Canadian legislatures provide paid employment for students in a variety of programs that benefit both students and legislatures. Hired as pages, interns, tour guides, summer staff, and in co-op programs, students assist regular staff in providing services to Members, other legislative staff, and the public. Through these programs young people earn money to help finance their education while learning first-hand about the institution at the heart of democratic government in their jurisdiction. This paper looks briefly at co-op programs in selected jurisdictions across the country and explores the Legislative Learner program in Ontario in some depth.1
Co-op Programs in Canada
Currently six Canadian jurisdictions provide positions for co-op students: British Columbia, New Brunswick, Newfoundland and Labrador, Ontario, Prince Edward Island, and the Parliament of Canada. They provide opportunities for undergraduate students from accredited universities to work full-time in offices such as the Clerk’s, Human Resources, or the Legislative Library. Placements usually last four months, reflecting university semesters, and occur whether the respective Legislatures are in session or not. Co-ops provide full-time work that is conducted in concert with permanent staff and also earns co-op credits at universities. While there are many shared features there are some notable differences in the programs offered.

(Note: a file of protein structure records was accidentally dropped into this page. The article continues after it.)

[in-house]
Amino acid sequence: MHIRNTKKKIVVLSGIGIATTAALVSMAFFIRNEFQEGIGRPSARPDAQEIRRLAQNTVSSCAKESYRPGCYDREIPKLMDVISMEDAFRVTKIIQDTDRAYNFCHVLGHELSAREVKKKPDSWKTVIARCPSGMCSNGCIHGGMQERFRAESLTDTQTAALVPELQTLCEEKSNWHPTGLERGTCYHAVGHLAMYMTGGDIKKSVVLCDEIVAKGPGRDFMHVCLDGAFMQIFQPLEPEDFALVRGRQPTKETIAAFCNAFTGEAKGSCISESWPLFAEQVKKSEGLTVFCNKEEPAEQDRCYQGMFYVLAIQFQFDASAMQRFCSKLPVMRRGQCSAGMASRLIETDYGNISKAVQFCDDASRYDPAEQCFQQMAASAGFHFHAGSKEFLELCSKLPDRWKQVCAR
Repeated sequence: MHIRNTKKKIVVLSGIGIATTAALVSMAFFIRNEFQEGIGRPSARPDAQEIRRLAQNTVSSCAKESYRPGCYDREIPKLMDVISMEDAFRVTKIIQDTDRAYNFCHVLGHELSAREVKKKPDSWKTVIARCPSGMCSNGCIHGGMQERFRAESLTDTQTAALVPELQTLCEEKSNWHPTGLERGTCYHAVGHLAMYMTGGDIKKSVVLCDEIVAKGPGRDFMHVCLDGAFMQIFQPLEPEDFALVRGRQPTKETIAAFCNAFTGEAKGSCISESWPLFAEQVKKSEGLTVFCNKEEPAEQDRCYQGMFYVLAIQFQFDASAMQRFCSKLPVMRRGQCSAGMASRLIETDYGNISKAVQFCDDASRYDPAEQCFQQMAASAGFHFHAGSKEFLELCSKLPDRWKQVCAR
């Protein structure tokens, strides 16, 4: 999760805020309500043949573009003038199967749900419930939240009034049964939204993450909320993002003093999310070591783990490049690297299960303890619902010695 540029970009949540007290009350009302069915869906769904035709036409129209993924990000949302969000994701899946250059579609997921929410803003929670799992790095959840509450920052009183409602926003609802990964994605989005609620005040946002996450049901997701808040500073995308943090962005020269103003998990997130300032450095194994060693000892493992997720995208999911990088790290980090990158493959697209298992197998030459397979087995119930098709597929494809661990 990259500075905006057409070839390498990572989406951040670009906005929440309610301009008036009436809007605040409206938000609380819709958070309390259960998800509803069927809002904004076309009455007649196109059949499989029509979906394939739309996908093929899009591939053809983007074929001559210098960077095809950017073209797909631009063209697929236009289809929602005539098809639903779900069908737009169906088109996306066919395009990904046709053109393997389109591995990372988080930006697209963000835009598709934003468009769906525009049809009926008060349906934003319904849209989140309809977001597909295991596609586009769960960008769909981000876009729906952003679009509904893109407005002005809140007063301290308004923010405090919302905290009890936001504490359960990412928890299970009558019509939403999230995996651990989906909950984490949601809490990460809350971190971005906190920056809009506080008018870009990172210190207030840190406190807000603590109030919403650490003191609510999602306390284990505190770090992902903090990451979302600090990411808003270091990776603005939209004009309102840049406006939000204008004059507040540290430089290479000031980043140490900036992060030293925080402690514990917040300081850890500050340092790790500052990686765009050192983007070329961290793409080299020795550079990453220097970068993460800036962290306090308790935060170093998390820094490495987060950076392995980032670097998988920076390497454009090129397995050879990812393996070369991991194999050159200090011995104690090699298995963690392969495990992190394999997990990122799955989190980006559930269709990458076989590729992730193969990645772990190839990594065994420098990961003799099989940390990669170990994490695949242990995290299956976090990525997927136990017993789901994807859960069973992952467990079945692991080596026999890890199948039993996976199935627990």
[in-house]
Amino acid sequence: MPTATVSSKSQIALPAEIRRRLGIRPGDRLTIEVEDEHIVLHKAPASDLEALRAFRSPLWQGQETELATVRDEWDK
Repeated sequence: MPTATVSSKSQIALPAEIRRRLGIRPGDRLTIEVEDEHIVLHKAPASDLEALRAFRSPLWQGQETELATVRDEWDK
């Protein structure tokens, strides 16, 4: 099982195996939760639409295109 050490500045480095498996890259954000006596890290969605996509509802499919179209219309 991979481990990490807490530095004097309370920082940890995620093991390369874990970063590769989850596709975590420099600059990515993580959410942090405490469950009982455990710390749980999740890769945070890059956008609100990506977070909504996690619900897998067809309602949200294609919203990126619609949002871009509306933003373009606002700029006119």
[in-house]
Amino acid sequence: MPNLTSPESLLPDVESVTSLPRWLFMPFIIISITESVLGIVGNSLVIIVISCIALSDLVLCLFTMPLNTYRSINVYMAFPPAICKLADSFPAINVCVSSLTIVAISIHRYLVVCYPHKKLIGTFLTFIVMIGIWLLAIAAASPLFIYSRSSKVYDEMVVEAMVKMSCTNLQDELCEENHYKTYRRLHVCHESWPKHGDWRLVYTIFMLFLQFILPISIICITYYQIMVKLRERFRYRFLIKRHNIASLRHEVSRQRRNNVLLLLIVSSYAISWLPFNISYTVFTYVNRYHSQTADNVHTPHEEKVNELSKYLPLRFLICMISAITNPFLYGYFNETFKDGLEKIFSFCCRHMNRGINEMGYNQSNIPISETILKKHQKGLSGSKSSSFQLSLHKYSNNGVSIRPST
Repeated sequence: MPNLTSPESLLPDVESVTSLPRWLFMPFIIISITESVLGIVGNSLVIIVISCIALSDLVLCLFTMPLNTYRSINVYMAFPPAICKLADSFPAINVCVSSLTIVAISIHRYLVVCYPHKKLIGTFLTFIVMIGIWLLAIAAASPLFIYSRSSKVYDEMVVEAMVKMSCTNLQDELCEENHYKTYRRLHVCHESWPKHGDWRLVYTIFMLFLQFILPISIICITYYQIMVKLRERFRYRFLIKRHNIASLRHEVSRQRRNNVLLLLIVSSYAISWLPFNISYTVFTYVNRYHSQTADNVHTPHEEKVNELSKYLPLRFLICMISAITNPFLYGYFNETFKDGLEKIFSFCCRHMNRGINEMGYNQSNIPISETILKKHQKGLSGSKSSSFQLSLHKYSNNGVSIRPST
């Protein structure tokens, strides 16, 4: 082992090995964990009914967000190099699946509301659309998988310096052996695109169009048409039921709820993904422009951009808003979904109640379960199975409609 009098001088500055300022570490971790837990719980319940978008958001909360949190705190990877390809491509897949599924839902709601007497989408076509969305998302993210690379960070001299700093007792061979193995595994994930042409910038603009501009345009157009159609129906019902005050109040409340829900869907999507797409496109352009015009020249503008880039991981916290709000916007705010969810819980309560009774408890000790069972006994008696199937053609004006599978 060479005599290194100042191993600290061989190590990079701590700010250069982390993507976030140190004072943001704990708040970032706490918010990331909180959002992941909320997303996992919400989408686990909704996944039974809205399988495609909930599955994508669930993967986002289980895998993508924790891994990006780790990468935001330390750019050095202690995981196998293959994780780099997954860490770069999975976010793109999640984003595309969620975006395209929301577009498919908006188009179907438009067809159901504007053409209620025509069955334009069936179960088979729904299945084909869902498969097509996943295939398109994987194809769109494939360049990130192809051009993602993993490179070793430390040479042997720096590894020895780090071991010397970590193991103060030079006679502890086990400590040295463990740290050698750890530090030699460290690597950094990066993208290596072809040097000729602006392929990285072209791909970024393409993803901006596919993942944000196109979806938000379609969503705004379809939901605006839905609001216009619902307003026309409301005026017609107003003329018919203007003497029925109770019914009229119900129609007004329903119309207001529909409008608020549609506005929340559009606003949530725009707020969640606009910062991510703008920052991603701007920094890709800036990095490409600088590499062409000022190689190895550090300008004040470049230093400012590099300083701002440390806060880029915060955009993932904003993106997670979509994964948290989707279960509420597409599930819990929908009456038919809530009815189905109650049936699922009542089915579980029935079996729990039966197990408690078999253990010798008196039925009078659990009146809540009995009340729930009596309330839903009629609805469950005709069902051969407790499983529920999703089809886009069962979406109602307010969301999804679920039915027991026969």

The Senate of Canada offers both co-op and page programs to full-time students in accredited institutions and the Library of Parliament hires co-op students from university library and information science programs for four-month work terms.
New Brunswick has periodically employed students from universities under their co-operative education programs. For the past five years Newfoundland and Labrador has worked with Memorial University’s Department of Political Science to host one co-op student per year who works in Communications/Policy Development with the House of Assembly or in the Legislative Library for a three-month term.